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Title: Elections with Contribution-Maximizing Candidates

Author(s): Mark Gradstein

Publication Date: June 2001

Keyword(s): elections, political contributions and voting

Programme Area(s): Public Economics

Abstract: Much of the analysis of campaign contributions, in accordance with the Downsian model, has supposed that candidates seek contributions for electoral purposes. This paper takes the opposite approach, by assuming that each candidate aims to maximize the contributions he collects. We let a citizen contribute to a candidate with the aim of increasing that candidate's chances of winning. These assumptions generate several plausible results: in equilibrium citizens make campaign contributions; the positions the candidates adopt differ; the willingness of the rich to make larger contributions than the poor moves the candidates to adopt positions the wealthy prefer. A cap on political contributions reduces spending by voters, but also increases the divergence in the platforms adopted by the candidates. If some voters are richer than others, a cap will benefit the poor and hurt the rich, although the overall welfare implications are ambiguous.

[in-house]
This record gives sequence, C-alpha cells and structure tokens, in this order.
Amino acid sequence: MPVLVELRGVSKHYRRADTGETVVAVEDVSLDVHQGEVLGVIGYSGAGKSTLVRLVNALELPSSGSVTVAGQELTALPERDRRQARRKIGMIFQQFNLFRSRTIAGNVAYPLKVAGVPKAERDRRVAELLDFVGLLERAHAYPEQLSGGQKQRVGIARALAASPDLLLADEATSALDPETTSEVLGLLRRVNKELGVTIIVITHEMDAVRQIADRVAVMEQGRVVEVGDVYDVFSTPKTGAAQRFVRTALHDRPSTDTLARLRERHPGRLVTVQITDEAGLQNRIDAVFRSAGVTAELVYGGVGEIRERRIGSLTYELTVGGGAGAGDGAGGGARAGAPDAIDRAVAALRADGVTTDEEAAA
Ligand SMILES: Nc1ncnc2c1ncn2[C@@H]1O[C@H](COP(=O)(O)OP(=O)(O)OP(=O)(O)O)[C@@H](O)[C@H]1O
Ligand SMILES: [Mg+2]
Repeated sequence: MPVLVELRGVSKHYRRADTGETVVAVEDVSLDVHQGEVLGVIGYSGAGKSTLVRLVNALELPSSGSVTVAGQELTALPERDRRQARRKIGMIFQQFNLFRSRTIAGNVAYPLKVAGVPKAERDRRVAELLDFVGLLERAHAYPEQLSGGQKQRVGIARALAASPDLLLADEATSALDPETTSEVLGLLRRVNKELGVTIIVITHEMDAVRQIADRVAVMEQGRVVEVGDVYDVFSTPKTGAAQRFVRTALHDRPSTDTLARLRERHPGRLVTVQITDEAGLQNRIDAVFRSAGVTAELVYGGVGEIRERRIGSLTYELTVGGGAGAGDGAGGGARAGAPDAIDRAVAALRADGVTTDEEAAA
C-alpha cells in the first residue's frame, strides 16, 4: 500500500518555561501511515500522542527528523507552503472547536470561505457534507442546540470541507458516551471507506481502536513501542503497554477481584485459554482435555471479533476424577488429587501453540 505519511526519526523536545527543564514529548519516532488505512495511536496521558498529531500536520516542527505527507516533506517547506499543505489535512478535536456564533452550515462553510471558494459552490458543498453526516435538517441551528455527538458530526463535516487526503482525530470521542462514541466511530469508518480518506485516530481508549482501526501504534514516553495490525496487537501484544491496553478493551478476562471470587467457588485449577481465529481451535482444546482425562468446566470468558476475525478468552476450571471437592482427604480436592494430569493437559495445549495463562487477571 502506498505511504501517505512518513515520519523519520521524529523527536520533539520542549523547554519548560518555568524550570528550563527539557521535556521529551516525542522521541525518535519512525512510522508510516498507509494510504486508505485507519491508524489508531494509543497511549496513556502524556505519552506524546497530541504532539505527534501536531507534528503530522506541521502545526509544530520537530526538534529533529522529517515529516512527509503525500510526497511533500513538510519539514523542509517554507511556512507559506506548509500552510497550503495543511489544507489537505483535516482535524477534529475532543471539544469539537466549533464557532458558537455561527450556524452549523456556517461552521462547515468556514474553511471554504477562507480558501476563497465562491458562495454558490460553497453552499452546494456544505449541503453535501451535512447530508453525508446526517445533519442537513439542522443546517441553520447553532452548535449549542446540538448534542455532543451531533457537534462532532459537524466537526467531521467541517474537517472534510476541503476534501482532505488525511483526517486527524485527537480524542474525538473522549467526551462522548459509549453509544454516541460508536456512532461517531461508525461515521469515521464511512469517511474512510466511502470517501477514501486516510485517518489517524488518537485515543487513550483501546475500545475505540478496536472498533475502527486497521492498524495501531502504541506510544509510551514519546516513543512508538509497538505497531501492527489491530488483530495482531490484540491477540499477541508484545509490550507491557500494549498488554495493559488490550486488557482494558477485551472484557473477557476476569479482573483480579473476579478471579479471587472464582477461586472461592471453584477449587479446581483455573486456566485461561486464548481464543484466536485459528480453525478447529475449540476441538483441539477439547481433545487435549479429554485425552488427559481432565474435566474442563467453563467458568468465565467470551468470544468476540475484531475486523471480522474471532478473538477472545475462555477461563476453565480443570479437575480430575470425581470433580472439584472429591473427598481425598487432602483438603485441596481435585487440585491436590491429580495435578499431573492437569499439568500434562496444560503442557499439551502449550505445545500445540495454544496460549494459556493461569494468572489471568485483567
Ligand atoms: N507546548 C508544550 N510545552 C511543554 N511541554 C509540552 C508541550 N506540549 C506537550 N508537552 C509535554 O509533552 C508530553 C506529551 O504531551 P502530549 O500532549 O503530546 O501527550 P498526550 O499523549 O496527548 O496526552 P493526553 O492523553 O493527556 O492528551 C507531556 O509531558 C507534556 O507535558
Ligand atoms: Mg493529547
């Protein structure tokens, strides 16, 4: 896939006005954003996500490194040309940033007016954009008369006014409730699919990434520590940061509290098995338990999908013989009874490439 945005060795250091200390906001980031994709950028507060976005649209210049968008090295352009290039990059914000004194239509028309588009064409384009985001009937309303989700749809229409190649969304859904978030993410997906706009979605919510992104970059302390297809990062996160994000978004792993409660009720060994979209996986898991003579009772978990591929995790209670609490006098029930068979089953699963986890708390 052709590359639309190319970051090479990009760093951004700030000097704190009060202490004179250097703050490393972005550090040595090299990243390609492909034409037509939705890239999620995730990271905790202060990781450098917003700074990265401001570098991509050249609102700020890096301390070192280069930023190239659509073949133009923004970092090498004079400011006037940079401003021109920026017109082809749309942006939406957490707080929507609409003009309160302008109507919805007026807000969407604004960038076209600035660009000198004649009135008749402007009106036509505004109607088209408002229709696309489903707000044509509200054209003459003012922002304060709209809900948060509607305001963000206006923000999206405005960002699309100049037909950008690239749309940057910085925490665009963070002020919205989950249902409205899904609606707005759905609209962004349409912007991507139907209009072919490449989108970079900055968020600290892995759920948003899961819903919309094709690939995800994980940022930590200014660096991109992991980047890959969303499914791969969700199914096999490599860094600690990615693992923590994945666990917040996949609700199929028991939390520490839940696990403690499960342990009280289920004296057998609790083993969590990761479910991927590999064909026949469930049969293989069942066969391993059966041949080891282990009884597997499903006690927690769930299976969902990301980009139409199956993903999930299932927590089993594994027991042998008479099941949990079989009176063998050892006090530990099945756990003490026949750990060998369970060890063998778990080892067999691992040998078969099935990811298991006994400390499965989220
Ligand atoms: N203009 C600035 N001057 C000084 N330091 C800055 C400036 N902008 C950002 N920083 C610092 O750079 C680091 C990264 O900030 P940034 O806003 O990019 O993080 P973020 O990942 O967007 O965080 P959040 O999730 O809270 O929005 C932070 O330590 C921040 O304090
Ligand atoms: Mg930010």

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Bibliographic Reference

Gradstein, M. 2001. 'Elections with Contribution-Maximizing Candidates'. London, Centre for Economic Policy Research. https://cepr.org/active/publications/discussion_papers/dp.php?dpno=2847